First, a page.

Thanks for the conversation with Parker Palmer.
Mr. Palmer identified two emotions that motivated those who were involved in the real estate bubbble/mortgage securitization scheme to led to the implosion of the credit markets:
(1) Fear (especially potential whistle blowers who suspected something was wrong), and
But Mr. Palmer overlooked a third psychological factor that has been around long enough to qualify as one of the Western world's seven deadly sins:
Knowing quite a few of the finance professionals in the banking and investment world, I can confidently say that many were stunned that their assessment of the risks in residential real estate proved to be so flawed, or that they completely misjudged the pervasive effects of real estate investments. These men and women graduated in the top of their class from some of America's most prestigious business schools... their annual compensation for years had confirmed that they were, in Tom Wolfe's famous phrase, "masters of the universe"... their ascent in the corporate and social worlds was a previously unbroken path. How could they have been so wrong? Simpel: as Proverbs says, "pride goeth before a fall."
Ironically, the same sin of pride now tempts those who would fix things. Politicians, bureaucrats, journalists, and just plain old angry people can easily be blinded by the same old fashioned error... believing in your own infallibility. As a result, I have practically no doubt that the cure for the credit crisis will be every bit as bad as the disease.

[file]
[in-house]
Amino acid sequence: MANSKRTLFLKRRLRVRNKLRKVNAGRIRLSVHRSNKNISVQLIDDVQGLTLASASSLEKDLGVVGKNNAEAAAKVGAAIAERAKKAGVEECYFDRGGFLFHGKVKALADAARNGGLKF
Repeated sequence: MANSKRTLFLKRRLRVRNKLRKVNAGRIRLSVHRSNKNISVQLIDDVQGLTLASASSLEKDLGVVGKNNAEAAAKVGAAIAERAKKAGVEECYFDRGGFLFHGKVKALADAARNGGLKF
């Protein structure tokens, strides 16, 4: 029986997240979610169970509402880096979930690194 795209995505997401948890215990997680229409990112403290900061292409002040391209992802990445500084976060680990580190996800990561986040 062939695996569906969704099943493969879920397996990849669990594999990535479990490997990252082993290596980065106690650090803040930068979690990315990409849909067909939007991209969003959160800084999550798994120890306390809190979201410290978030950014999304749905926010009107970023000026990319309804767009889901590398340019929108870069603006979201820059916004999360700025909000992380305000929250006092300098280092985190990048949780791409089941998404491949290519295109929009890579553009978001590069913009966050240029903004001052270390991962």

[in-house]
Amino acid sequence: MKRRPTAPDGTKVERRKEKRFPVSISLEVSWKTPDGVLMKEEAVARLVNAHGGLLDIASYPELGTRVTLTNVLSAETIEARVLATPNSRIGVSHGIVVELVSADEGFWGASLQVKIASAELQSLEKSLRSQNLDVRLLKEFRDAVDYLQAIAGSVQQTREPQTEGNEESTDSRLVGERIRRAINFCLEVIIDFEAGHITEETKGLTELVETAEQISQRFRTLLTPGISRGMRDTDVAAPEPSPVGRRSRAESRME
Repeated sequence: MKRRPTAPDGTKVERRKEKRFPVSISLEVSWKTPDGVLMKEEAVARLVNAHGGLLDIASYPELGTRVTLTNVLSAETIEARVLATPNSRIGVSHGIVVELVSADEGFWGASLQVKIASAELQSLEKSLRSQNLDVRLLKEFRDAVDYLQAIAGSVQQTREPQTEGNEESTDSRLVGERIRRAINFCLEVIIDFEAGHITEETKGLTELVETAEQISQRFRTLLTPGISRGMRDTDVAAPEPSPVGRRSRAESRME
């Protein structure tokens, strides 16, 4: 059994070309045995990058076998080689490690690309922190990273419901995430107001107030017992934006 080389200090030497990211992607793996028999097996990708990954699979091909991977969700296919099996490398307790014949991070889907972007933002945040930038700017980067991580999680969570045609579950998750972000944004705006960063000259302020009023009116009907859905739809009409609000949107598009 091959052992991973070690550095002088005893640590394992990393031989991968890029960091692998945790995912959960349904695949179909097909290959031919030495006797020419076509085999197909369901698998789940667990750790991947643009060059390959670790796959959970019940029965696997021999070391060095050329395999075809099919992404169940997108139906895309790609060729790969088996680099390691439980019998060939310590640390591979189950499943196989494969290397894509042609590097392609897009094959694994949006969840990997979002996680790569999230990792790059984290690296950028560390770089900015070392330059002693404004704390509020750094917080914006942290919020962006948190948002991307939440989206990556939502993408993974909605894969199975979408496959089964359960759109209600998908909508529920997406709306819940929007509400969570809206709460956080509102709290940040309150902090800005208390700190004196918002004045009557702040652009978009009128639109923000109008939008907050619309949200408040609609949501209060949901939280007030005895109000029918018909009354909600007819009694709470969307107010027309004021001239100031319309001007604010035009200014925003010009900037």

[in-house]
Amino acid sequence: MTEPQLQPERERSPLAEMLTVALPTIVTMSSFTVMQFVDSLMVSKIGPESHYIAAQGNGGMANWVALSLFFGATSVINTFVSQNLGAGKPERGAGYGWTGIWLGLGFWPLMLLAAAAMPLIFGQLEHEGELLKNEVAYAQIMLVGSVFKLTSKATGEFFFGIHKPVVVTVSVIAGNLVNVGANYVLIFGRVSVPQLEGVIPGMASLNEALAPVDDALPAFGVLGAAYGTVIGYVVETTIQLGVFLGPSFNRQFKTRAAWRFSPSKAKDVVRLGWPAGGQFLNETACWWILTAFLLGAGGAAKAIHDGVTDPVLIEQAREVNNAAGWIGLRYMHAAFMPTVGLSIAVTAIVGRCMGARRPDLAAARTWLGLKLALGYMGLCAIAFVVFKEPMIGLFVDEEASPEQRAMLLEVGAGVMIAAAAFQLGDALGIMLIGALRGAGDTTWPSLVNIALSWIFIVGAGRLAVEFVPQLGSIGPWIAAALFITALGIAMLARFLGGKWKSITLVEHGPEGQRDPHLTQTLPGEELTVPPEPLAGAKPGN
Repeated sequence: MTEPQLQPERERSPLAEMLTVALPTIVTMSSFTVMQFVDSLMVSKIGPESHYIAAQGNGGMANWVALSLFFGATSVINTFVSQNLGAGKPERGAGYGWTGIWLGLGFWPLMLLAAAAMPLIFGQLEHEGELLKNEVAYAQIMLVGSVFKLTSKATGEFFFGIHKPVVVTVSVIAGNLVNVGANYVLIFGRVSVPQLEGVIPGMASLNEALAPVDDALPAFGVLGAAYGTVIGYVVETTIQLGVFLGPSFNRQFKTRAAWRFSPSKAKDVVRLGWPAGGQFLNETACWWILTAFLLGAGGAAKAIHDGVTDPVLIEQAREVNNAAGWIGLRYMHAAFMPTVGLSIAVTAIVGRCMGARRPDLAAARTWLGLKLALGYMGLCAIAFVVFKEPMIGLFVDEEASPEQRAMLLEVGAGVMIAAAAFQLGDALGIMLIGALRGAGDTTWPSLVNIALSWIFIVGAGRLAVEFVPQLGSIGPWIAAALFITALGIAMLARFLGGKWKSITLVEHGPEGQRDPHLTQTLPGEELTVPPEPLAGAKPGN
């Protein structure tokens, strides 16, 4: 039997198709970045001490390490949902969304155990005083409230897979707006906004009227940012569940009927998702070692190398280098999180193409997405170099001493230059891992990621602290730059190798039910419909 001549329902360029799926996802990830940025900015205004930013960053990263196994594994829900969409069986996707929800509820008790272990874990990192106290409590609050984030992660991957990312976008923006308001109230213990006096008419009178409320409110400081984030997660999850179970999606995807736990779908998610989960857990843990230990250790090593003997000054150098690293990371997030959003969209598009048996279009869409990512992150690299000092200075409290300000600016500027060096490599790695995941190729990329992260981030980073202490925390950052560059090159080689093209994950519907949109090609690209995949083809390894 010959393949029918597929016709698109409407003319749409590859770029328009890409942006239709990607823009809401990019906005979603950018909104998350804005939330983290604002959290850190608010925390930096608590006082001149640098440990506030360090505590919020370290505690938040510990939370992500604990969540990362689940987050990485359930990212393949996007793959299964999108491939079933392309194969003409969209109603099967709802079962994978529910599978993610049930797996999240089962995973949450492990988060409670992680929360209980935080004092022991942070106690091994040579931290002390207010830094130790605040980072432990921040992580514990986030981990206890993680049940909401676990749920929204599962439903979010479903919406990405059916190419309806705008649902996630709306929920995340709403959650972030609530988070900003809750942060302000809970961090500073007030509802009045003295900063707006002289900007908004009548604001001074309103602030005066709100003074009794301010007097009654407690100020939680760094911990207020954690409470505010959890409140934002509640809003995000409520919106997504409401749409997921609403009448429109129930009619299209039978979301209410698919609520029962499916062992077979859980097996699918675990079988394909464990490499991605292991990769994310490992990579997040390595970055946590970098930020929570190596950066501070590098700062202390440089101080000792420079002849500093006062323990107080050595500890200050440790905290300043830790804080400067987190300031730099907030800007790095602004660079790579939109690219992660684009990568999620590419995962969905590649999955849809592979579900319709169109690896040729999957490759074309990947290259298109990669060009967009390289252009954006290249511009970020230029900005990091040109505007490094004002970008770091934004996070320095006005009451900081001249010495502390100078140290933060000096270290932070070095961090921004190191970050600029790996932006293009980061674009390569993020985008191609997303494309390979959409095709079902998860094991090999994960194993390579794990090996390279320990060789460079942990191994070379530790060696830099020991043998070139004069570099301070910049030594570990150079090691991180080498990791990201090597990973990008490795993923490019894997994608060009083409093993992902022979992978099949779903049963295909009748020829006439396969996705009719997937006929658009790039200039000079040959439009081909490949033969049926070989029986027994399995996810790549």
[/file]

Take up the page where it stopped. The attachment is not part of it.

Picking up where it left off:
Finally, I want to add that I believe Mr. Palmer did not reflect enough on the culpability of the victims (unwise mortgage holders), who were also driven by the same emotion as the perpetrators: greed (as in wanting a bigger or better house than they could afford), and pride (like the pros, the simple homeowners unwisely ignored all the warning signs in the belief that they were too smart to fail).
We can find the perpetrators of the credit crisis by looking in the mirror.
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